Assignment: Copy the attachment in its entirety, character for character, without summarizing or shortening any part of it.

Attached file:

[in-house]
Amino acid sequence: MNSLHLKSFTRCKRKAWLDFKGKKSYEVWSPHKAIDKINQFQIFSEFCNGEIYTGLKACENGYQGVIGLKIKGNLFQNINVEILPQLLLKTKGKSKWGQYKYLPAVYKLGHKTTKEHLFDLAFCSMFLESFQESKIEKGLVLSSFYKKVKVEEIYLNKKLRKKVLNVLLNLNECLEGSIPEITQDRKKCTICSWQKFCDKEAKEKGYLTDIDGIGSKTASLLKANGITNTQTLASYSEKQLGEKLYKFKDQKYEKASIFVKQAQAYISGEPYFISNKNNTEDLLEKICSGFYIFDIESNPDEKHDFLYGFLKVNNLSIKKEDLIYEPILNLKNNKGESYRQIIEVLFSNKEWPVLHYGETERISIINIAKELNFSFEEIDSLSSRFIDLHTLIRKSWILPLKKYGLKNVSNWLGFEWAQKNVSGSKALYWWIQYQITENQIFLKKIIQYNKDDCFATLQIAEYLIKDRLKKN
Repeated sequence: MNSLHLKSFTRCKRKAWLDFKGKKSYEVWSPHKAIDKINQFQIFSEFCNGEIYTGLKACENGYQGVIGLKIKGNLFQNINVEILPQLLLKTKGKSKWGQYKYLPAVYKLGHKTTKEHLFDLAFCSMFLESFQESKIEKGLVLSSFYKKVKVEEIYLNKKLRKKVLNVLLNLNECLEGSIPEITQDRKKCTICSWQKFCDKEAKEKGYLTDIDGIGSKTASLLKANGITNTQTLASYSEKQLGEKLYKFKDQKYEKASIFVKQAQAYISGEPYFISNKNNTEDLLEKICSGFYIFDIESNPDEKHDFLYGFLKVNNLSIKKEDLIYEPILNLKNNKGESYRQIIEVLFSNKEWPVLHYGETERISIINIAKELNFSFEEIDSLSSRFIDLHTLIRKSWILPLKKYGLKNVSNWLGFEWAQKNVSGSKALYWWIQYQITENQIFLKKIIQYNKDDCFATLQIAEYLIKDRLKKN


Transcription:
[in-house]
Amino acid sequence: MNSLHLKSFTRCKRKAWLDFKGKKSYEVWSPHKAIDKINQFQIFSEFCNGEIYTGLKACENGYQGVIGLKIKGNLFQNINVEILPQLLLKTKGKSKWGQYKYLPAVYKLGHKTTKEHLFDLAFCSMFLESFQESKIEKGLVLSSFYKKVKVEEIYLNKKLRKKVLNVLLNLNECLEGSIPEITQDRKKCTICSWQKFCDKEAKEKGYLTDIDGIGSKTASLLKANGITNTQTLASYSEKQLGEKLYKFKDQKYEKASIFVKQAQAYISGEPYFISNKNNTEDLLEKICSGFYIFDIESNPDEKHDFLYGFLKVNNLSIKKEDLIYEPILNLKNNKGESYRQIIEVLFSNKEWPVLHYGETERISIINIAKELNFSFEEIDSLSSRFIDLHTLIRKSWILPLKKYGLKNVSNWLGFEWAQKNVSGSKALYWWIQYQITENQIFLKKIIQYNKDDCFATLQIAEYLIKDRLKKN
Repeated sequence: MNSLHLKSFTRCKRKAWLDFKGKKSYEVWSPHKAIDKINQFQIFSEFCNGEIYTGLKACENGYQGVIGLKIKGNLFQNINVEILPQLLLKTKGKSKWGQYKYLPAVYKLGHKTTKEHLFDLAFCSMFLESFQESKIEKGLVLSSFYKKVKVEEIYLNKKLRKKVLNVLLNLNECLEGSIPEITQDRKKCTICSWQKFCDKEAKEKGYLTDIDGIGSKTASLLKANGITNTQTLASYSEKQLGEKLYKFKDQKYEKASIFVKQAQAYISGEPYFISNKNNTEDLLEKICSGFYIFDIESNPDEKHDFLYGFLKVNNLSIKKEDLIYEPILNLKNNKGESYRQIIEVLFSNKEWPVLHYGETERISIINIAKELNFSFEEIDSLSSRFIDLHTLIRKSWILPLKKYGLKNVSNWLGFEWAQKNVSGSKALYWWIQYQITENQIFLKKIIQYNKDDCFATLQIAEYLIKDRLKKN